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Gurkhas Move from Security to Greener Fields

The reverberating sound of a metal rod hitting against the road or gate in the dead of night is what you might instantly associate with Gurkhas — short and stout men with thin moustaches who came from Nepal.

Published: 14th July 2014 07:53 AM  |   Last Updated: 14th July 2014 07:53 AM   |  A+A-

security

CHENNAI: The reverberating sound of a metal rod hitting against the road or gate in the dead of night is what you might instantly associate with Gurkhas — short and stout men with thin moustaches who came from Nepal.

For ages, many industrial and commercial complexes too employed Gurkhas for manning their gates. That is slowly changing, as quite a few of these soft-spoken men have exited the profession.

Ruk Bahadur, a 28-year-old Nepali who prefers to identify himself as a helper, says today Nepalis have moved on to other ‘lucrative’ professions like kitchen helpers, cooks, waiters and drivers. “Security guards are not paid well. A waiter earns much more than a security guard, while the work is also easier. A guard is required to work long hours and has to continuously stay on  his feet,” he said.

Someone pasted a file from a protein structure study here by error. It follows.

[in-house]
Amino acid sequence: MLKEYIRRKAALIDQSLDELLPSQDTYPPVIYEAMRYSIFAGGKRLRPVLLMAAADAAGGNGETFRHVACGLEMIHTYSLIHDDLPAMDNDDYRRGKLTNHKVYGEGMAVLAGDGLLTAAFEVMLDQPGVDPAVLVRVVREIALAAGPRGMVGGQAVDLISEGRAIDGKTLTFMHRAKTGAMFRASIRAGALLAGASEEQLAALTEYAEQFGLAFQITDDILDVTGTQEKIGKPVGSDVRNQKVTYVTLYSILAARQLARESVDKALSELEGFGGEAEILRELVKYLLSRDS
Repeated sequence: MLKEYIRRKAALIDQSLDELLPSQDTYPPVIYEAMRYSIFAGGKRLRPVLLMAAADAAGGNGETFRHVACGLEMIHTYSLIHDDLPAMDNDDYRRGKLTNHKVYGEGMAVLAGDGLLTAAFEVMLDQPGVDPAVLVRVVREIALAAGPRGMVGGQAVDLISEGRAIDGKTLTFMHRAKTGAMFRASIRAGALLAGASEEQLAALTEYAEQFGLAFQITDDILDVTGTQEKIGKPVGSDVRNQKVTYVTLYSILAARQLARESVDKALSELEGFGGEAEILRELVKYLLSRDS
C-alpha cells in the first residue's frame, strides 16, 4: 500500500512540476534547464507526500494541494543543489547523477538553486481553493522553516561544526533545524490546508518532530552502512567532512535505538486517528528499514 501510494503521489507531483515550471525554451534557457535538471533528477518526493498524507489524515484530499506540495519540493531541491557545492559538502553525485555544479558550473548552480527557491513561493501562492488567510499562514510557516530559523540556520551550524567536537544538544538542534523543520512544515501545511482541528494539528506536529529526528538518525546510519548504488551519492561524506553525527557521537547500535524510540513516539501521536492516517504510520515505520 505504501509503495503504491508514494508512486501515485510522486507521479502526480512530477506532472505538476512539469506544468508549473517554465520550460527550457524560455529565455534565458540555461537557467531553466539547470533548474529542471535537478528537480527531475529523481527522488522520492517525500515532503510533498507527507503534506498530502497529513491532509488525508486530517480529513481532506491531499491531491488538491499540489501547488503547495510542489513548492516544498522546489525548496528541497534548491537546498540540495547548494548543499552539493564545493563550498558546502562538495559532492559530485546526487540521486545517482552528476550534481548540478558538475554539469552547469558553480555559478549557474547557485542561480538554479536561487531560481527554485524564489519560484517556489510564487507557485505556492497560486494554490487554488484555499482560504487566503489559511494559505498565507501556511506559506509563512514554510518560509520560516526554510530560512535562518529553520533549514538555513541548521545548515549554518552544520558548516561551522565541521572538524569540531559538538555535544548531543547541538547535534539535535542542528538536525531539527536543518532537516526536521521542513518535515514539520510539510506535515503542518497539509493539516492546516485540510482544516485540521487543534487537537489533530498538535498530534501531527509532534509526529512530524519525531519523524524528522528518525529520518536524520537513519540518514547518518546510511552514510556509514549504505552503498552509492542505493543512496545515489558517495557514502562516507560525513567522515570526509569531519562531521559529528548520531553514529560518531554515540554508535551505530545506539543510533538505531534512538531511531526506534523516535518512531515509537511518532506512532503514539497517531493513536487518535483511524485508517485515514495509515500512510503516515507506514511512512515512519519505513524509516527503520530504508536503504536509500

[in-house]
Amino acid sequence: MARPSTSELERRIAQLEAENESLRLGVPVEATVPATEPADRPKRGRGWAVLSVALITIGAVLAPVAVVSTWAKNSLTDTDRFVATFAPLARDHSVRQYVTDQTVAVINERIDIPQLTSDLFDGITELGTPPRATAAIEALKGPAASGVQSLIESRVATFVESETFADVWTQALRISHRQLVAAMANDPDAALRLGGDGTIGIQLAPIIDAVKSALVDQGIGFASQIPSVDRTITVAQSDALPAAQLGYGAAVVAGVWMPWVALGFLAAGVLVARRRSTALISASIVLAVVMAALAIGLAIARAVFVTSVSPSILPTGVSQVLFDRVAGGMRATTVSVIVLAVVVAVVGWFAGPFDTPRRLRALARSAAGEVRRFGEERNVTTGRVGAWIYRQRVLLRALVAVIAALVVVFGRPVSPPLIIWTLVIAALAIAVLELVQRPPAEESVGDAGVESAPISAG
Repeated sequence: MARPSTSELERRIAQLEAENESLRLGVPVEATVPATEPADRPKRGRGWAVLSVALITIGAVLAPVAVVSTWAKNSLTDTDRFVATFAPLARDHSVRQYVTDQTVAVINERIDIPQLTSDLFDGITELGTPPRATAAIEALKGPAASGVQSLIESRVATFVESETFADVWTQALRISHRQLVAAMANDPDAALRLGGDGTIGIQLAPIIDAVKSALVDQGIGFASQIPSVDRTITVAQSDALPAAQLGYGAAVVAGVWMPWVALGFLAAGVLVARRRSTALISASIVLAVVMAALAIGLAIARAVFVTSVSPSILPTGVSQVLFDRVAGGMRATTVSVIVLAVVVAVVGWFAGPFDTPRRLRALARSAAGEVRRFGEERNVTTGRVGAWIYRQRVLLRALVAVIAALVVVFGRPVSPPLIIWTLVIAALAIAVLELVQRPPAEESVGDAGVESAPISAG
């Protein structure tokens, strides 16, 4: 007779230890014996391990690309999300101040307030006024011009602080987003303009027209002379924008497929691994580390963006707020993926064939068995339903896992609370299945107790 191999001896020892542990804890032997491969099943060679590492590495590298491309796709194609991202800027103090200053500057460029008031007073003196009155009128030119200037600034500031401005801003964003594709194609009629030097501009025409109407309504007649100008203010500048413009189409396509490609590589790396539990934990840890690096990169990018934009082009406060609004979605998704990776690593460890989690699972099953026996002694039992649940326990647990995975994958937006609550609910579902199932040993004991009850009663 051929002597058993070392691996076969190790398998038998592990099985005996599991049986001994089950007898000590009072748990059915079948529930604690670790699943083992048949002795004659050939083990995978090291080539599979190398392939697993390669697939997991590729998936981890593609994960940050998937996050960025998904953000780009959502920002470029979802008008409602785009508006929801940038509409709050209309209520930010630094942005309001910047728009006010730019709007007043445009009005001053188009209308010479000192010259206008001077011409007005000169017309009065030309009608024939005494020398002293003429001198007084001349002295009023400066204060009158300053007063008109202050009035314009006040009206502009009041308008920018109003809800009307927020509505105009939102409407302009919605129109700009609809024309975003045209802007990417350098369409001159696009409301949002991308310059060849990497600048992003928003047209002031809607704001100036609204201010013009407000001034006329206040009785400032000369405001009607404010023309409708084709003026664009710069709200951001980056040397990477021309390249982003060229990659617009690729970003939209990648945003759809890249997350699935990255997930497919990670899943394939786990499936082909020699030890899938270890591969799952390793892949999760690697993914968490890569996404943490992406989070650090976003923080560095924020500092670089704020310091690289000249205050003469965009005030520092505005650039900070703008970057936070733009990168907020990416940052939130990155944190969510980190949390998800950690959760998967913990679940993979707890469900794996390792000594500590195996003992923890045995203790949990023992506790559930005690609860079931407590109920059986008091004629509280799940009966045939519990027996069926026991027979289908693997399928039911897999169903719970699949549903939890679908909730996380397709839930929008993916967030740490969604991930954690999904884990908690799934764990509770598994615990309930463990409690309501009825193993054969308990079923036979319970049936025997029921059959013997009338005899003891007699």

Gurkhas are paid anywhere between Rs. 7,000-10,000 for a shift of 8-10 hours, mostly at night. Compared to that, a job as a driver or waiter is comfortable as it is a day job, it pays more and offers more social prestige.

Rim Bahadur Pandey, a 35-year-old Nepali, who works as a driver for a Hindi-speaking family in Anna Nagar, says there has been an influx of local Tamil people into the security business. Ruk Bahadur claims security agencies prefer locals as they are fluent in Tamil, while the Nepalis aren’t.

Like Ruk Bahadur, most Gurkhas have left their family behind in Nepal and live all by themselves in small houses in the city. As the primary reason of moving from their native land is to earn money to support large families, these men strive hard to save as much as possible from their already miniscule salaries.

Hiren Dole, a 25-year-old guard, manages to send back `4,000 out of his salary of Rs. 7,000 back home. He lives in the slums in Pattinampakam facing the sea. Pandey is luckier, as his employer has given him a small room in the outhouse.

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